Singapore has no lack of heritage shophouses, but one stands out starkly amongst the rest. Situated at the heart of Singapore's buzzing Tanjong Pagar neighbourhood is Canvas House, an all-white co-living space by local developer Figment and Ministry of Design (MOD).

The transformation of the four-storey shophouse was done only within four months. Figment's brief to MOD was to reimagine the interiors, do something appealing to long-stay renters, and find a way for this co-living shophouse to stand out.

"When it comes to adaptive reuse projects, the question is always the same, how do we tread the line between the past and the present?" says Colin Seah, founder and director of MOD.

Colin Seah of MOD

"If one opts for the project to be just about preservation, it's as good as time standing still, which could be paralysing and inhibiting," he adds. "But at the same time, neither do we want to disregard history completely by creating something too foreign or novel."

To blur inherent boundaries between past and present, object and space, Colin and his team painted the entire house in white to provide a canvas for the future, while rhythmically revealing parts of its history in concentrated spots.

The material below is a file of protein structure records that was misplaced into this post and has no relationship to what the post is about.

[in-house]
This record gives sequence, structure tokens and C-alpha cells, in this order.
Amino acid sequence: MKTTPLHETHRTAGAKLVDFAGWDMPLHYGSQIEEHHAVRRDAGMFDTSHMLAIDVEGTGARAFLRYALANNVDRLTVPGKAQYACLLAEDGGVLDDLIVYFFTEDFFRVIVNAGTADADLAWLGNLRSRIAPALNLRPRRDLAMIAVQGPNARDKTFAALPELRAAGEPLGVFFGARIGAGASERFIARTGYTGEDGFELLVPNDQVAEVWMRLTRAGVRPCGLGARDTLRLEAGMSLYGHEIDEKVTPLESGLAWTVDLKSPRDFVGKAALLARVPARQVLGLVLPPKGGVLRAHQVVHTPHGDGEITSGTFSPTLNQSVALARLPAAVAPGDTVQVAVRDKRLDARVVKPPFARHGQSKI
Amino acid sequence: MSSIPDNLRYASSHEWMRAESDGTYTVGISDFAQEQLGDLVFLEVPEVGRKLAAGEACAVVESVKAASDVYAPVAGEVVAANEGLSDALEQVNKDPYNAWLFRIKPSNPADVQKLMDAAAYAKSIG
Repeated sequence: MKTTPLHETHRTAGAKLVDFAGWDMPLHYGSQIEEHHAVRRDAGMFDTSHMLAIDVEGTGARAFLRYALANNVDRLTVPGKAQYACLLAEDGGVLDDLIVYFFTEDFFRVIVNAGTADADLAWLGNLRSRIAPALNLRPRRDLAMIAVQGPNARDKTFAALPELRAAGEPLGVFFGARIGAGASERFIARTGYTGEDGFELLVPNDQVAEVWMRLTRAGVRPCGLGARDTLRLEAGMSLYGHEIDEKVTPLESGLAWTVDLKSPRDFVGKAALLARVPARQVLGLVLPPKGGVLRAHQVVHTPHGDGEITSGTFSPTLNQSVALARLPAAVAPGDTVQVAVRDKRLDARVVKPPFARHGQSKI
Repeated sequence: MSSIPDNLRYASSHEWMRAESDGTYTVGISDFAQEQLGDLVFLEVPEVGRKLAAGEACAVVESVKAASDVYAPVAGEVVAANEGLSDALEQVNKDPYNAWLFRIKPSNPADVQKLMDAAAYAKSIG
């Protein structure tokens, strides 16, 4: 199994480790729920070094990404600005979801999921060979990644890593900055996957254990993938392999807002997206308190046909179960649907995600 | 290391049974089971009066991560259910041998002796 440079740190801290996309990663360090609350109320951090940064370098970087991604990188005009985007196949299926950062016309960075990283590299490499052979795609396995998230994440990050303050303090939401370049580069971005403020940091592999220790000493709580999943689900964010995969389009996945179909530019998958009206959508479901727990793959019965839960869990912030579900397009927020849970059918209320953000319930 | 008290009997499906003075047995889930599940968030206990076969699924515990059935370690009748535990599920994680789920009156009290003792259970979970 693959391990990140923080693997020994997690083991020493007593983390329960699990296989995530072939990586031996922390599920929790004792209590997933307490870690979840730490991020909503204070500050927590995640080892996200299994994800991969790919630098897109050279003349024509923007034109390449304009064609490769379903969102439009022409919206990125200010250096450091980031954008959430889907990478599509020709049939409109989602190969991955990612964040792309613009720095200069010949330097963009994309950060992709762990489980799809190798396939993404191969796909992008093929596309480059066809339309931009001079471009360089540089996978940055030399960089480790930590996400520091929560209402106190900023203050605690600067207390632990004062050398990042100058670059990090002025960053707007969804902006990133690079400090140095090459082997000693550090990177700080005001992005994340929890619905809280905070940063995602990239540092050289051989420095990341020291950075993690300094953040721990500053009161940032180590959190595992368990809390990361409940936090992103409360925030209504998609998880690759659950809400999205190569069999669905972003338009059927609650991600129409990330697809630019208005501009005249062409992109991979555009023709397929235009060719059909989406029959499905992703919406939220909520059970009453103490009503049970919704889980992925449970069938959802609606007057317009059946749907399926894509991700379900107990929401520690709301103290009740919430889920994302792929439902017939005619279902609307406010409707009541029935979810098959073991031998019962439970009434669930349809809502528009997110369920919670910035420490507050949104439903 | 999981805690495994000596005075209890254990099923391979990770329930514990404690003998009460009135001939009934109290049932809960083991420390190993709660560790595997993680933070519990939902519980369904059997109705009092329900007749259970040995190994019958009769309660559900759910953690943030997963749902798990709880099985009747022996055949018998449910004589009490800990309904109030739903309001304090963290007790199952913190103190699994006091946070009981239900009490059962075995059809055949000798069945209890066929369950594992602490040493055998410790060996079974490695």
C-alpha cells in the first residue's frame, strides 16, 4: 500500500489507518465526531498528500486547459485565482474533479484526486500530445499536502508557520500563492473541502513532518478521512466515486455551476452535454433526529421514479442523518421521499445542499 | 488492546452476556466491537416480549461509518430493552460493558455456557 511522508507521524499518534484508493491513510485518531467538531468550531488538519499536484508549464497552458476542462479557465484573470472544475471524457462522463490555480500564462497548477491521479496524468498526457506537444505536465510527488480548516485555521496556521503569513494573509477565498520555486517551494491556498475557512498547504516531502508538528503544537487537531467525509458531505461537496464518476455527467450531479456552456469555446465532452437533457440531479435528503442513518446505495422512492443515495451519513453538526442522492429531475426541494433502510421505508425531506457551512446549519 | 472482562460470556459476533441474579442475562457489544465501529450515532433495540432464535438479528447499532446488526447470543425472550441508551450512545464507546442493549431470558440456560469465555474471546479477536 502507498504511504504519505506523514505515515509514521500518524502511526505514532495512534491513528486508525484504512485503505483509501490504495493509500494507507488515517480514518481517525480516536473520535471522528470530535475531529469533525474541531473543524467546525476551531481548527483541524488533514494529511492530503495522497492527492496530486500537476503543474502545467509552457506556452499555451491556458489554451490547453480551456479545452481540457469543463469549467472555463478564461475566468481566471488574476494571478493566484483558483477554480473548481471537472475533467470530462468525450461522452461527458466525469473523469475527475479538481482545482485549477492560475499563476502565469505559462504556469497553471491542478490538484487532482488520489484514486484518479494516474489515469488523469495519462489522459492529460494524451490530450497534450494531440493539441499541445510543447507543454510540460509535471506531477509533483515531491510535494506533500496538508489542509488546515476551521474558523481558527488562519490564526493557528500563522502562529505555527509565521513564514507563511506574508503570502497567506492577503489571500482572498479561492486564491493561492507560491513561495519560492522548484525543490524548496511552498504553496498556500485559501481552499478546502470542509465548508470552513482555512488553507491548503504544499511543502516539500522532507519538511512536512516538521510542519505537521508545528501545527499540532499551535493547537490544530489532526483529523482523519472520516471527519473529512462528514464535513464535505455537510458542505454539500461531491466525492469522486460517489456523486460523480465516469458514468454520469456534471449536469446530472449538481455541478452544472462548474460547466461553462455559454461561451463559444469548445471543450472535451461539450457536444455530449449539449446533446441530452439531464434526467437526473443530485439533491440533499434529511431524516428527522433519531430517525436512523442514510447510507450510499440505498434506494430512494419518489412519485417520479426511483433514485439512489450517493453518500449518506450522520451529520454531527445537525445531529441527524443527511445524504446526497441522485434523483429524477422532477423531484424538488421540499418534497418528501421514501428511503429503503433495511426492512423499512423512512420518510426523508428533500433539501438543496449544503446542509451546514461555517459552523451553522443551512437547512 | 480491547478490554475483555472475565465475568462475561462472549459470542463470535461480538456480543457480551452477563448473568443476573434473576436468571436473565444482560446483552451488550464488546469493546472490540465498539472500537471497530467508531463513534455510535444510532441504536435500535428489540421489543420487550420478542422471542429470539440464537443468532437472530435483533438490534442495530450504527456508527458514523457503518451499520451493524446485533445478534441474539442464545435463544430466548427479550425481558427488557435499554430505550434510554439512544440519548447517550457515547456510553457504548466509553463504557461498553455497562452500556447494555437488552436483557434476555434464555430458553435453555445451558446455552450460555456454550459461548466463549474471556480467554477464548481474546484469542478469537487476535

Scroll through the gallery to see more of this stark beauty:

Stepping past the doors, which are retained in their original form, one is pulled into a bright trippy dream.

A custom neon art piece from The Signmakers, featuring a quote by Thomas Jefferson, encapsulates MOD's approach to Canvas House. Quoting Colin, "It is a neutral white canvas for the future to be dreamt upon, rather than a wholesale homage to the past."

MOD collaborated with local artist Kang to create three sets of with fused plastic made from cling film, placed at the five-foot-way, the living and the atrium areas. Keeping to the theme of layers, the cling film was layered and then ironed and heated to create a waterproof, leathery material.

Most of the tables, chairs, mirrors, and vanity desks were repurposed and given a new lease of life.

To pay homage to the past, yet give it character for the future, playful "peek-a-boo vignettes" are carved out on the decorative dragon or longevity vases, ceramic plates hung on the wall, and wooden screens, vanity dressers and chairs.

The suites range from 300 to 620 sq ft, and each comes with an en suite bathroom, ideal for expats looking for short-term rentals between three and 12 months. Facilities include a shared kitchen, laundry, living and dining area, lounge with projector, and a rooftop patio with a barbecue.

Every suite also has a "time shadow" that reveals the underlay of the floor. This concept plays around with the idea that the past casts a shadow of its presence now and in the future.

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